Jordan looked for his shot in the second half (he took 19 of his 32 in the final 24 minutes), but he was not a man swimming alone, as he has been much of the season. Grant had played passively in the first half, and just before the start of the third period Collins made sure to show him his first-half rebounding line (1) on the stat sheet. Grant awakened in time to make two key baskets off offensive rebounds in the final quarter and finished with five boards. "That was Harvey out there in the first half," said Grant later, "and Horace in the second." Hodges broke out of a slump to nail two three-pointers in the third period. Cartwright made a key tip-in of a Hodges miss with 2:06 left. And Pippen threw in a clutch three-pointer with 1:13 left to give Chicago a 97-95 lead.
But Ehlo, normally the seventh man in the Cavs' rotation, was hot, which was fortunate for Cleveland, because Price seemed to have run out of gas. Ehlo, who led the Cavs with 24 points, put them back on top with a three-pointer. Then, after Jordan's jumper over Nance gave the Bulls a 99-98 lead, Ehlo made an inbounds pass to Nance, alertly cut past Hodges and took the return pass for a layup, giving Cleveland the 100-99 lead.
The Bulls took a timeout with three seconds left, and Collins picked up his chalkboard. What say, Doug—maybe run the picket fence for Will Perdue? Yet give Collins this: As a strategist, he must constantly come up with new ways for one man to get the ball. And he does.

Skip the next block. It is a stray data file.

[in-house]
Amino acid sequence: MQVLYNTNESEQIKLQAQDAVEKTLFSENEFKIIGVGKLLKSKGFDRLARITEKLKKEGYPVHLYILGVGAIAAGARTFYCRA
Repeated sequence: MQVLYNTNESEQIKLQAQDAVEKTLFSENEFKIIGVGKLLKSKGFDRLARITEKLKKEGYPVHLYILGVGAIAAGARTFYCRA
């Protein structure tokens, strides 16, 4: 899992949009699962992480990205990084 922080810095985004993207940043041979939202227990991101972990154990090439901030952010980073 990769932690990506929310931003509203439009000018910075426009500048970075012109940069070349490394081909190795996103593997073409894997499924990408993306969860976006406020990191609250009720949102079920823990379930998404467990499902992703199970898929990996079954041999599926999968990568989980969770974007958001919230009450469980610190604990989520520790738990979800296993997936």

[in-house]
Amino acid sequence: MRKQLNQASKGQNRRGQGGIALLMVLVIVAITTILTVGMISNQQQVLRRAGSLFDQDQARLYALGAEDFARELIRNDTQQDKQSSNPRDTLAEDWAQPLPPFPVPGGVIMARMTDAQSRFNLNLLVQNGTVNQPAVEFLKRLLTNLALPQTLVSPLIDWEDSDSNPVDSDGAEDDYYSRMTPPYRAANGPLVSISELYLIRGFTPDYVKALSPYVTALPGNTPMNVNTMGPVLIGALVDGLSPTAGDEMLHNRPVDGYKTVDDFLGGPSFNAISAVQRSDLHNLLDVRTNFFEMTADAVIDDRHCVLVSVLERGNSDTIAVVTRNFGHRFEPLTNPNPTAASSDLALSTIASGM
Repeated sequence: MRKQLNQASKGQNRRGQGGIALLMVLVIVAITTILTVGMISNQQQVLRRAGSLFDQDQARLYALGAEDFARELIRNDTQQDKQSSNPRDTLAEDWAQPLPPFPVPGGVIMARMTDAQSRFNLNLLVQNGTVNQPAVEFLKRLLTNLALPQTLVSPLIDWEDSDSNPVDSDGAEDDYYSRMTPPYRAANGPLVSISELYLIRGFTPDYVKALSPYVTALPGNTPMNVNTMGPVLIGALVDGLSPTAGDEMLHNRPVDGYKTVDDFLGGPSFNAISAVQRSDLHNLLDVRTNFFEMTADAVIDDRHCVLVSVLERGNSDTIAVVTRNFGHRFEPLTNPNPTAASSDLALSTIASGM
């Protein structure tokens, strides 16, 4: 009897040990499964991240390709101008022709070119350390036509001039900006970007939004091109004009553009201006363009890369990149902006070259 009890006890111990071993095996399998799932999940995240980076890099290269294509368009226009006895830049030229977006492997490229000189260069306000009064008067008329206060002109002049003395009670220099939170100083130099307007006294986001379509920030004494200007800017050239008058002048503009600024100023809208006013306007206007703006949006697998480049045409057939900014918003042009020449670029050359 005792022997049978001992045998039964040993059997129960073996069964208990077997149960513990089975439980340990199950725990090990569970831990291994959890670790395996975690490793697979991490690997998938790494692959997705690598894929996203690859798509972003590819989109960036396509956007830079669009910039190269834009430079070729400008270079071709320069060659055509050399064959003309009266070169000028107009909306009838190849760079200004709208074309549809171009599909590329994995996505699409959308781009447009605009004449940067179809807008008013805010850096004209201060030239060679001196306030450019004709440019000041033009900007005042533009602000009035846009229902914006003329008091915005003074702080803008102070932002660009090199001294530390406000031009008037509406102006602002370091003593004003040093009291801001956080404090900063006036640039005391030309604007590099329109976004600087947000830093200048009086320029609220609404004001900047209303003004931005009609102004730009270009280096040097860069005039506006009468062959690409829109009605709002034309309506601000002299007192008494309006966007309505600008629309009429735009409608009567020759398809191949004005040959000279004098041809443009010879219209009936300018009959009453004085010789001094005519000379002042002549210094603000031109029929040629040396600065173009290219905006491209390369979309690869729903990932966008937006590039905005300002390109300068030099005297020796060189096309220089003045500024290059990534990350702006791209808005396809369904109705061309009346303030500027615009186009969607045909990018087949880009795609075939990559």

As the Bulls broke from their huddle. Jordan whispered to Hodges, "I'm going to make it." Sellers took the ball out of bounds near half-court, but the Cavs elected not to challenge the inbounds pass. Nance fronted Jordan, and Ehlo, his defender of record, was behind him. Jordan first set a back-pick on Cartwright's man, Daugherty—"I felt for a split second that maybe he was just a decoy," said Ehlo—but it was only a ploy, and Jordan rushed out to the wing to take the inbounds pass. Nance and Ehlo still stalked him. Then Jordan zagged when the defense zigged, and he caught Sellers's inbounds pass in an open area. Two dribbles brought him to the center of the court, a couple of feet behind the free throw line. Then came the winning shot.
"I never saw it go in," said Jordan, "but I knew right away from the crowd reaction—silence—that it was good." Jordan smiled slightly. "Then I did something maybe I shouldn't have. I really celebrated and shouted, "It's over!' I really felt justice was served.
"I was crushed after I missed that free throw in Game 4. Then I came here and got booed in the introductions. And the crowd hand-waved me when I was at the foul line. I heard them tell me it was time to set up my tee times for the summer. I felt I had something to prove."
He didn't have anything to prove, of course, but that is what sets the great ones, like Jordan, apart. His teammates know it, his opponents know it, and a young man with a used breakfast fork knows it too.